Secy of State press release, Missoulian article on withdrawl of I-144
- May 08, 2002
Advocate drops drive for 'instant runoff' initiative
By the Missoulian State Bureau
HELENA - The sponsor of a proposed initiative to create "instant runoff" elections in Montana has withdrawn the measure, the secretary of state's office said Monday.
In a letter to Secretary of State Bob Brown, Matthew Singer of Billings said he wanted "to prevent ballot confusion resulting from an overabundance of ballot issues" for the 2002 election, a press release from Brown's office said.
Five measures have qualified for the 2002 ballot, and another eight are pending. One was rejected by the attorney general and three, including Singer's, have been withdrawn.
Singer's proposal would have asked voters to rank several choices when voting for state or federal offices with more than three candidates, rather than simply voting for one candidate.
If no candidate received more than 50 percent of the first-choice votes, the candidate with the fewest first-choice votes would be dropped. Votes from voters who picked the dropped candidate as their first choice would then go to the voters' second-choice candidates, and the process would continue until one candidate had more than 50 percent support.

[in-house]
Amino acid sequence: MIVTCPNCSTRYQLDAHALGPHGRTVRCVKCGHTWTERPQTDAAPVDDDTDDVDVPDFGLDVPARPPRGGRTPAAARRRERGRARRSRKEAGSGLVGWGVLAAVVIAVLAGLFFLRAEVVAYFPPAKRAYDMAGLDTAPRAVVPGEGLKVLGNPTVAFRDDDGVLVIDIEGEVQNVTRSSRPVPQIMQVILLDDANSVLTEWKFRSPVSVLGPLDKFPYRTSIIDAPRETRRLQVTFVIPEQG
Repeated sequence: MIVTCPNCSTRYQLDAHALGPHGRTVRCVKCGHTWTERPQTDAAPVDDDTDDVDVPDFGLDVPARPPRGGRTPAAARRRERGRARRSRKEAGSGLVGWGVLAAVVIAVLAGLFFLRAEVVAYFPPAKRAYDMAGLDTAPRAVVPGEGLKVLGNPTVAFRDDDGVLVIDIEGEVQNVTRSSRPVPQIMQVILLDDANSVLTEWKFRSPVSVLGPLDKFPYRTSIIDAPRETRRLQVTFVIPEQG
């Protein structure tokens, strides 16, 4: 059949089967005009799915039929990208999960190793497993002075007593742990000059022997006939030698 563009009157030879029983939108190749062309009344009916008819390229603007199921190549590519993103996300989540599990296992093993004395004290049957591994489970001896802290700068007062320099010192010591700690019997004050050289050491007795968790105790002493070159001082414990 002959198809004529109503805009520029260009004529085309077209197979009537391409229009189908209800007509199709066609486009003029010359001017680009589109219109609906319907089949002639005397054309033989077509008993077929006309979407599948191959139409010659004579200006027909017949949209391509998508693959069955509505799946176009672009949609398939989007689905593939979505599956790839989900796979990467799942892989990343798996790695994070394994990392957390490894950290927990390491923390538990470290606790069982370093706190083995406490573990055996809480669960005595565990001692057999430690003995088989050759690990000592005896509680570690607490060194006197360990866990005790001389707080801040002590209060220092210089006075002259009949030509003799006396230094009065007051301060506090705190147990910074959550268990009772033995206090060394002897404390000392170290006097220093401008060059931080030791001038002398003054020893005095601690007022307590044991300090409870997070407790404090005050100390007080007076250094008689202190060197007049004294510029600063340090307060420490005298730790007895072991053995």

Similar proposals are being considered in other states.
from the secretary of state website, May 6:
Sponsor Withdraws Instant Runoff Voting Initiative
The sponsor of a proposed initiative that would replace plurality voting with instant runoff voting has withdrawn the measure, according to Secretary of State Bob Brown.
Matthew Singer, of Billings, notified Brown in a letter received Monday that he has decided to withdraw Initiative 144 in order to prevent ballot confusion resulting from an overabundance of ballot issues already proposed for the November ballot. He noted that five measures already have qualified to appear on the ballot, while another seven initiative petitions are being circulated in order to collect the signatures needed to qualify them.
Singers proposal, similar to ones being considered in other states, would have required winning candidates to get more than half the votes cast in an election, not just the most votes. In state or federal races with three or more candidates, voters would be asked to rank the candidates in order of preference. Election judges would count all the first place votes, and, if no candidate received a majority, the candidate with the fewest votes would be eliminated. Ballots of voters who ranked that candidate first would be redistributed to the voters second-choice candidates. Multiple rounds of tabulation would continue until a candidate received a majority of votes.
The Center for Voting and Democracy, which supports such initiatives across the nation, contends on its Web site that the instant runoff system eliminates a spoiler effect and allows voters to vote for their favorite candidate without fear of helping to elect their least favorite candidate.